We have a new faux raw wood finish on our master bedroom chandelier, and I can’t wait to share the process with you!
We got this heavy brass chandelier 11 years ago when we first bought our 1906 farmhouse.
My husband was actually the one who picked it out, and he’s always loved it, and for a while, I did as well! But once the rest of our bedroom started getting updated, I knew this light would probably require a little love of it’s own.
It was a harder sell for my husband, but he recently agreed that I could change it up. Yay!
I’ve been moving toward a raw wood look in our home, and have known for a while that this was the technique I wanted to try.
I did this same technique on our two nightstand lamps, but didn’t make an official blog tutorial that time, so here we are!
I’ve done about 10 versions of this process, and this one I’ll tell you about now is hands down my favorite!
It’s not overwhelmingly difficult, but there are some techniques you’ll want to pay attention to if you’re aiming for the faux wood look when finished!
This process also can work on just about anything!
Metal, like I’m showing you today is actually one of the harder surfaces to do this process on, so I thought that showing you the tutorial for the harder option would make it even easier for you to tackle an easier option on your own later!
*This post contains affiliate links to products I know &/or love.
Creating a Faux Raw Wood Look:
Supplies You’ll Need:
- Rustoleum Spray Paint- Nutmeg
- Rustoleum Spray Paint- Oil Rubbed Bronze
- White Paint
- Annie Sloan Dark Wax
- Siff Round Brush
- Crystal Garland
- Crystal Tear Drops
- Hot Glue Gun
Step Number One | If your chandelier is already hung, turn off the power and carefully take it down.
|If your chandelier hasn’t already been installed, you obviously can skip turning off the power.|
Make sure you take down everything that will need to be painted for a uniform look.
We took down the plate that hides the wires and all the chain links that hold it up so they could all be painted at once.
Step Number Two |Prepare the chandelier for painting
For me, this step just meant giving it a good cleaning wipe down, and then taping off the parts of the lamp that I didn’t want painted.
Step Number Three | Spray the entire chandelier with your base color.
I used Rustoleum 2x spray paint that is a paint and primer combo, and used the color “Nutmeg” in a satin finish.
It took me 2 cans to cover my entire 8-arm chandelier, so plan accordingly! I thought I could do it in only 1 can, and ended up having to run out to the store to finish up. *sigh
Wait about 15 minutes for this first layer to dry.
Step Number Four | Overspray the chandelier with your second color.
I again used Rustoleum 2x spray paint, this time in “Oil Rubbed Bronze“.
It’s important to make sure this is a REALLY light coat – not even a full coat.
You want to use an overspray technique to create a kind of sprinkled look.
This will help add the texture that makes the faux raw wood look more realistic.
To overspray: Start your stream of paint OFF the item, and then quickly sweep across. You don’t want the actual stream of paint hitting the item anywhere, but instead you want the mist to fall down creating a thin dusty layer with lots of speckles.
Because you’re doing such a light layer, you’ll want to make sure to spray from multiple angles if you’re doing an intricate piece (like a chandelier) with lots of arms and legs, or nooks and crannies.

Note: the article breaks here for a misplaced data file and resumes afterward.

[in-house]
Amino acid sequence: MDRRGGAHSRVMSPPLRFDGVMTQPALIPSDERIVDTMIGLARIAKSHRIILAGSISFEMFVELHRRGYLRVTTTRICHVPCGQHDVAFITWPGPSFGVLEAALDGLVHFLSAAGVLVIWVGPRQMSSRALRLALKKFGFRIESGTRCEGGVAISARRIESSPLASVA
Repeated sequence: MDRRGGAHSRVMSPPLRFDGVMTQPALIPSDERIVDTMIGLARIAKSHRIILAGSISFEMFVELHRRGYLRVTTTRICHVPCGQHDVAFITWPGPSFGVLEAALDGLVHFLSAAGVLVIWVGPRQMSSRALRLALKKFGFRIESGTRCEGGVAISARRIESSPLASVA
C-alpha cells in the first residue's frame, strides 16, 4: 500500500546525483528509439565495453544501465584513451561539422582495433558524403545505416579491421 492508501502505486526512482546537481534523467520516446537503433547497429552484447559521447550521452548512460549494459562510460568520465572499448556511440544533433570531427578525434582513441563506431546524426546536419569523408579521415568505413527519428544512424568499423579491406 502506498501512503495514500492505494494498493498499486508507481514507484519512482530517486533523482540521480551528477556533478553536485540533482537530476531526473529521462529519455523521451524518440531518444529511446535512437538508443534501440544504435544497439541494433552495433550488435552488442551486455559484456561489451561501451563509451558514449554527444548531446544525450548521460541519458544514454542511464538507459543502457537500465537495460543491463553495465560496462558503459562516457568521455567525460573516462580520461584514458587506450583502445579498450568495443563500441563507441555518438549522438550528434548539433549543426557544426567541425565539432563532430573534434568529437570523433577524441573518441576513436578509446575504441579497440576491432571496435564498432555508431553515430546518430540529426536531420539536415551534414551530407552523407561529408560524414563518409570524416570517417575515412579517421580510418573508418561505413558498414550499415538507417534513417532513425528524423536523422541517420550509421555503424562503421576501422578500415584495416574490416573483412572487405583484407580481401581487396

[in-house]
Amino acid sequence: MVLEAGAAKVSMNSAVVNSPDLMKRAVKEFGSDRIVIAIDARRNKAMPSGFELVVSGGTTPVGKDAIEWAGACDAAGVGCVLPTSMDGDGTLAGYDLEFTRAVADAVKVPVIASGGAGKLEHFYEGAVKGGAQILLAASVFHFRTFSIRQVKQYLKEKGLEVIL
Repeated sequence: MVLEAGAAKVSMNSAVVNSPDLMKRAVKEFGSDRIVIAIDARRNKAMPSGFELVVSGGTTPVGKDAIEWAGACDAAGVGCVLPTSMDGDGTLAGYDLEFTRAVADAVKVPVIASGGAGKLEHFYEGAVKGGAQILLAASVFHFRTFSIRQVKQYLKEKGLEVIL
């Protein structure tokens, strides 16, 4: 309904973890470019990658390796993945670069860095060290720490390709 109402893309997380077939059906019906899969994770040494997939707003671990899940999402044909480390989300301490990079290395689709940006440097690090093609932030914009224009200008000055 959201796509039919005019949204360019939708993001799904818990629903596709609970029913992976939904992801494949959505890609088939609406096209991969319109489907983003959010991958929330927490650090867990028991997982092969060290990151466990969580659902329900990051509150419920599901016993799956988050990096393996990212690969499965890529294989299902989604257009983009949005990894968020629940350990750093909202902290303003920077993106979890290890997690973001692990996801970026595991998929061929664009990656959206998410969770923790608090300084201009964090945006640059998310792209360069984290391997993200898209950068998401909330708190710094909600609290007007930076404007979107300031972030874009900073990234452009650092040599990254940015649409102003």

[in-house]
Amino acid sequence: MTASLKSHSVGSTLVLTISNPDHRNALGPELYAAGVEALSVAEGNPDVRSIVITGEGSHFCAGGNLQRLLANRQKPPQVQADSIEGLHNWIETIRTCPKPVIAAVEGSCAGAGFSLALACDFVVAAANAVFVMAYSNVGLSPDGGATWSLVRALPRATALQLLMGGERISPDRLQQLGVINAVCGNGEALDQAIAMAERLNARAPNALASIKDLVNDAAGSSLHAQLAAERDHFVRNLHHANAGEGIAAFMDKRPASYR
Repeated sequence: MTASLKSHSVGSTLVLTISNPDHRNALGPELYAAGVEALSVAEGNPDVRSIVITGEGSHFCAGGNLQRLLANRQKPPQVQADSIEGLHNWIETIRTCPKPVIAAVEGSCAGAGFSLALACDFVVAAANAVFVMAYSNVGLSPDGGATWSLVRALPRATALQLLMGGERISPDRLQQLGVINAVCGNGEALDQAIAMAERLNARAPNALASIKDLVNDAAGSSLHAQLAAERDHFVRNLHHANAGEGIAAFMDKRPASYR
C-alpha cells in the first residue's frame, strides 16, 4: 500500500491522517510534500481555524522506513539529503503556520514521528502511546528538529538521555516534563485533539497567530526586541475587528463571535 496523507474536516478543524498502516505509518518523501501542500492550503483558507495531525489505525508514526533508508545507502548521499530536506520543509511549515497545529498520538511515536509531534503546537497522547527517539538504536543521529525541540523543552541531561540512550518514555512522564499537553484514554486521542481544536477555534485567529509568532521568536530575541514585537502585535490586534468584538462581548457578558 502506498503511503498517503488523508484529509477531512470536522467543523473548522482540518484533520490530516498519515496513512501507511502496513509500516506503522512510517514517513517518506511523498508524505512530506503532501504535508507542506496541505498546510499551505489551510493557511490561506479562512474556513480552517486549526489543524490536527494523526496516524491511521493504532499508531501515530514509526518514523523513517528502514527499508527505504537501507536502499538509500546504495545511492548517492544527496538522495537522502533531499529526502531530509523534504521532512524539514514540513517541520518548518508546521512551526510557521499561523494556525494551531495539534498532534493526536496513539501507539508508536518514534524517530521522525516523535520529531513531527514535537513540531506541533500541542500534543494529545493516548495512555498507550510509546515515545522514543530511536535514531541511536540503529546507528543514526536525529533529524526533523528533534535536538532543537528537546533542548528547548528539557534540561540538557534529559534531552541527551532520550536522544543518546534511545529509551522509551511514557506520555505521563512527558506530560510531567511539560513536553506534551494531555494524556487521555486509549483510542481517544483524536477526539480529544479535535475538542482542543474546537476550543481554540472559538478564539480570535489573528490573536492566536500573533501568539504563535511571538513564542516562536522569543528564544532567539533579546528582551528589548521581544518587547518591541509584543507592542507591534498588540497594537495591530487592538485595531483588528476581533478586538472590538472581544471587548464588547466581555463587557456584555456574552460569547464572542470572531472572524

Step Number Four | Dry brush on your white paint
This is another really light layer used for adding texture to make what was smooth brass look more like wood grain!
Take any white paint you have handy (I had some basic white chalk paint I used) and pour some onto a paper plate.
I used my new Siff round brush and dipped just the very ends of the bristles into the paint and dabbed off any excess paint with a paper towel.
Then on my chandelier I cross-hatch all over with criss crossing brush strokes.
You keep brushing the white paint on until your brush is completely empty, then start again with a small amount of paint.
Because you’re simply texturing you don’t want to see large glops of white all over, just thin whispy white strokes.
It’s OK if at first you think, “Wait, there’s way too much white”, because it will be evened out in the next step!
Step Number Five | Apply your dark wax
I always like to use a gloved hand and a soft cloth to rub my wax onto my finished pieces.
This will help smooth out any discoloration and make everything look like a smooth finished faux raw wood texture.
Step Number Six | Add glass crystals
I found these cute tear drop crystals and crystal garland on amazon, and knew I wanted to add them as details to this light.
I acutally just used hot glue to attach them! Does that surprise you?
I’ve found that with decorating, it really pays to splurge on the places and things that are up-close and within reach. Things like curtains, sheets, blankets that will be touched – make those soft and quality and really well made.
Things like pictures hung on the wall, or chandeliers hanging up high just need to LOOK really nice.
It’s ok if the cheaper or faux version is much less expensive, or maybe even a little lesser quality, because no one will be inspecting them up close and wondering about your hot-glue-gun usage.
Viola! That’s that! Creating a faux raw wood look is easier than you’d imagine, and the results are stunning!
And if you’re wondering about what my husband thinks now that I’m done…. He likes it!
Shop This Look:
Related Blog Bosts:
Curious about the transformation of this room? Here are some past blog posts about it!
- Farmhouse Bedroom Designs
- Closet Office Reveal
- Bi-fold Closet Doors Makeover
- Master Bedroom Update
- Upcycled Armoire Using Chalk Paint
- How to Paint a Lampshade Black
- How to Mis-match Nightstands
- Black Washing Wood Furniture
And stay tuned, we’ll do a final reveal of all the changes soon!